From a rush to fill positions left by those called to active duty to worries that the military effort will siphon dollars from the nation's healthcare spending, the call to war has had a range of effects on the nation's healthcare companies.
Analysts said a short-term conflict shouldn't affect the demand for services, but those seeking capital in the public markets could experience a delay. "This disruption should clear once the conflict ends," said Mark Francis, director in the Chicago office of the healthcare investment banking group of Houlihan Lokey Howard & Zukin.
As of late last week, Cleveland (Ohio) Clinic Health System planned to go ahead with a $1 billion debt restructuring scheduled for this week. However, an increase in interest rates since March 12 could prompt some bond-refunding transactions to be put on hold until conditions become more favorable, said Michael Fitzsimons, head of the bond desk at Cain Bros., New York.
Analysts interviewed last week did not anticipate the conflict would affect the pace of mergers and acquisitions.
Health plans that administer the military's Tricare insurance program reported a spike in enrollment as reservists were called to active duty. However, at least one firm said the increase is not large enough to affect its financial results.
Lisa Haines, spokeswoman for Health Net, Woodland Hills, Calif., said the company saw about 3,500 reservists enrolling each month in Tricare in January and February vs. the usual 500. Health Net covers about 1.5 million Tricare enrollees in 11 states. Some reservists continue to receive healthcare benefits from their peacetime employers. But she said, "Some may not have insurance and some insurance may not be as good as the Tricare benefits."
Haines said Tricare represents about 15% of the company's revenue, which was $10.2 billion last year. "It's more beneficiary outreach that we've been involved in the past couple of months, but we're not reporting huge numbers (of new enrollees)," she said.
Other companies that contract with Tricare include Humana, Louisville, Ky.; Sierra Health Services, Las Vegas; and TriWest Healthcare Alliance, Phoenix.
Meanwhile, staffing the nation's military hospitals amid a healthcare workforce shortage has been a challenge for Spectrum Healthcare Resources, an affiliate of Team Health, Knoxville, Tenn. The company has a contract to fill empty positions at as many as 61 military hospitals and 34 outpatient clinics.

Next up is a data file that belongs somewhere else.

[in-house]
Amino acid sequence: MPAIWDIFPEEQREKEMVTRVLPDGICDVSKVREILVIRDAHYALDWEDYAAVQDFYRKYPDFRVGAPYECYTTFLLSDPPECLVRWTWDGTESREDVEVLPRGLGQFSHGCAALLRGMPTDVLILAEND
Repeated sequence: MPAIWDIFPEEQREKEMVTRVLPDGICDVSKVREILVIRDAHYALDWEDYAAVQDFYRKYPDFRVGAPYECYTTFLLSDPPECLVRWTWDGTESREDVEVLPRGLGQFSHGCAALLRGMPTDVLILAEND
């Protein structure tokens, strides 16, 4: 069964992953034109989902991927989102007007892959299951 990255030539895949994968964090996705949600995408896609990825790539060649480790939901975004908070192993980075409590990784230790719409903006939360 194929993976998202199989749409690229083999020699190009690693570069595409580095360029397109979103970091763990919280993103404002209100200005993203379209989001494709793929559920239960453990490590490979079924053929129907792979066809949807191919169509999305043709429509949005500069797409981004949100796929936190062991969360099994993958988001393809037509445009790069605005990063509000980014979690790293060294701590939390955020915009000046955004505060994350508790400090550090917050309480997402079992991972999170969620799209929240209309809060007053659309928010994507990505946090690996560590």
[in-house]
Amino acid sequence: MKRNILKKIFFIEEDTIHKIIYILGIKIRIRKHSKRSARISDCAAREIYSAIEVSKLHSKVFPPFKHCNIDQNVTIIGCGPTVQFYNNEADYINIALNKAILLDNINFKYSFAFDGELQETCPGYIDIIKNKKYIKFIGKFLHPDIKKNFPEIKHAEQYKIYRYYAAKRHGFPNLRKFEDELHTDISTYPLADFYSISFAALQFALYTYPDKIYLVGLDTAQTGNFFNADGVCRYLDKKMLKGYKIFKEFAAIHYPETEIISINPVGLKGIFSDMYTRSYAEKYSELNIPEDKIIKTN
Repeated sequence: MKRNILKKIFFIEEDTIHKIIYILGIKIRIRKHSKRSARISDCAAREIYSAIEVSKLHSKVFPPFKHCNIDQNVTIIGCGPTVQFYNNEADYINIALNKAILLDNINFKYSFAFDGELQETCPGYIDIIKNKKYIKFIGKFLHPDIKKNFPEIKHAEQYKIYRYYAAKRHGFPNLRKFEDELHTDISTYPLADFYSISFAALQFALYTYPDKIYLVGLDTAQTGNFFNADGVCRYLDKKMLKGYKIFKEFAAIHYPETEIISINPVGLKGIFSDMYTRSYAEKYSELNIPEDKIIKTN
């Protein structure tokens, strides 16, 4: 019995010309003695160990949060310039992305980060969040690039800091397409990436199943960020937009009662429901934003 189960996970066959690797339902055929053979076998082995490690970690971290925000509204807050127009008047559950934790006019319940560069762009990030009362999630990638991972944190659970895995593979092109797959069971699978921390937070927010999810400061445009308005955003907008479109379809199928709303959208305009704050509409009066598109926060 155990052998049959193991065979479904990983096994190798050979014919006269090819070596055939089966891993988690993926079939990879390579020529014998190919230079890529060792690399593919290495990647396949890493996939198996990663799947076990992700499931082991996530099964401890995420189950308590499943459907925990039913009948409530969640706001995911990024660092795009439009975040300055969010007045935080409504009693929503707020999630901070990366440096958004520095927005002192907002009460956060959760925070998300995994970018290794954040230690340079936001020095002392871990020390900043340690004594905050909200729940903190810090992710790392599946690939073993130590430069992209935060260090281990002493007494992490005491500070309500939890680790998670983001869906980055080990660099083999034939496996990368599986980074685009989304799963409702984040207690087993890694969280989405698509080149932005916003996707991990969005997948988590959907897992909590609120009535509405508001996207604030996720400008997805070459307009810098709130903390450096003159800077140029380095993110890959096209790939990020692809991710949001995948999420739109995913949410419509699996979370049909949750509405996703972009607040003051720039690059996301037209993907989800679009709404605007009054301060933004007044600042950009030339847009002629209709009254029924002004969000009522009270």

Last week, Spectrum reported filling about 80 positions and said it was recruiting to fill 200 more. The company declined to say how much revenue it expected to generate from the extra business.
George Tracy, Spectrum's executive vice president, said Spectrum has been recruiting for such critical positions as anesthesiologists, emergency room nurses, intensive-care nurses and obstetricians.
Spectrum staffs about 3,300 positions in military facilities on an ongoing basis. Tracy said temporary staffing "is something we normally don't do." He said Spectrum increased its recruiting and credentialing staff 20% to 72 people to help meet the demand.
On another front, Triad Hospitals, Plano, Texas, is coping without its chief financial officer, Burke Whitman, who was called to temporary active duty with the U.S. Marine Corps. The company said Whitman's duties would be performed by a variety of company officers, and his absence would have no significant impact on day-to-day operations.
On a broader scale, healthcare industry analysts worried that the cost of going to war and providing security at home is diverting the nation's financial resources, especially money that could be going to Medicare and Medicaid.
"I see it as a long-term funding issue. What does this war effort and the cost of funding it do to the larger ability that we have to fund healthcare?" said Martin Arrick, a not-for-profit healthcare analyst at Standard & Poor's. "The other issue is, what does the war effort do to the overall economy, employers' ability to pay for insurance over time, and the number of people employed vs. the number of people unemployed?"